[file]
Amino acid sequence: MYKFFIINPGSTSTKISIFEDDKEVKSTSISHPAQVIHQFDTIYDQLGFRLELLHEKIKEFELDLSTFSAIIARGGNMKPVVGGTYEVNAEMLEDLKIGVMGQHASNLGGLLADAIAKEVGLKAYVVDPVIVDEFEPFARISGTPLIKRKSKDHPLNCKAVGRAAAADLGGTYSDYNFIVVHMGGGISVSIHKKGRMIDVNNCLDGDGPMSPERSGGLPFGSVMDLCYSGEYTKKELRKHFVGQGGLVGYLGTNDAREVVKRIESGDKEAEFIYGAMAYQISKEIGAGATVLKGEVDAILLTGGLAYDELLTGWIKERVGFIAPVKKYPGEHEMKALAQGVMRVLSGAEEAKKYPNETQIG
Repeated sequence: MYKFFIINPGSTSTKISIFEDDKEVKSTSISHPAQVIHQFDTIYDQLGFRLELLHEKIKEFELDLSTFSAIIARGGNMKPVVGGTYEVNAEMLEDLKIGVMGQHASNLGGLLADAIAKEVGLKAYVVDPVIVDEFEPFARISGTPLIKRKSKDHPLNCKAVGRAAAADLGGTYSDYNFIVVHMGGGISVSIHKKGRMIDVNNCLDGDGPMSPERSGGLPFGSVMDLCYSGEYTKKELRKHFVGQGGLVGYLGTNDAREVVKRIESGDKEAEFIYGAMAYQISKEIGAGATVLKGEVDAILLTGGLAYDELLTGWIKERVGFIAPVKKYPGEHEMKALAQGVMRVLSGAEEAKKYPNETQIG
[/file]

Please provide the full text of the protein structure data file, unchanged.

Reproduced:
Amino acid sequence: MYKFFIINPGSTSTKISIFEDDKEVKSTSISHPAQVIHQFDTIYDQLGFRLELLHEKIKEFELDLSTFSAIIARGGNMKPVVGGTYEVNAEMLEDLKIGVMGQHASNLGGLLADAIAKEVGLKAYVVDPVIVDEFEPFARISGTPLIKRKSKDHPLNCKAVGRAAAADLGGTYSDYNFIVVHMGGGISVSIHKKGRMIDVNNCLDGDGPMSPERSGGLPFGSVMDLCYSGEYTKKELRKHFVGQGGLVGYLGTNDAREVVKRIESGDKEAEFIYGAMAYQISKEIGAGATVLKGEVDAILLTGGLAYDELLTGWIKERVGFIAPVKKYPGEHEMKALAQGVMRVLSGAEEAKKYPNETQIG
Repeated sequence: MYKFFIINPGSTSTKISIFEDDKEVKSTSISHPAQVIHQFDTIYDQLGFRLELLHEKIKEFELDLSTFSAIIARGGNMKPVVGGTYEVNAEMLEDLKIGVMGQHASNLGGLLADAIAKEVGLKAYVVDPVIVDEFEPFARISGTPLIKRKSKDHPLNCKAVGRAAAADLGGTYSDYNFIVVHMGGGISVSIHKKGRMIDVNNCLDGDGPMSPERSGGLPFGSVMDLCYSGEYTKKELRKHFVGQGGLVGYLGTNDAREVVKRIESGDKEAEFIYGAMAYQISKEIGAGATVLKGEVDAILLTGGLAYDELLTGWIKERVGFIAPVKKYPGEHEMKALAQGVMRVLSGAEEAKKYPNETQIG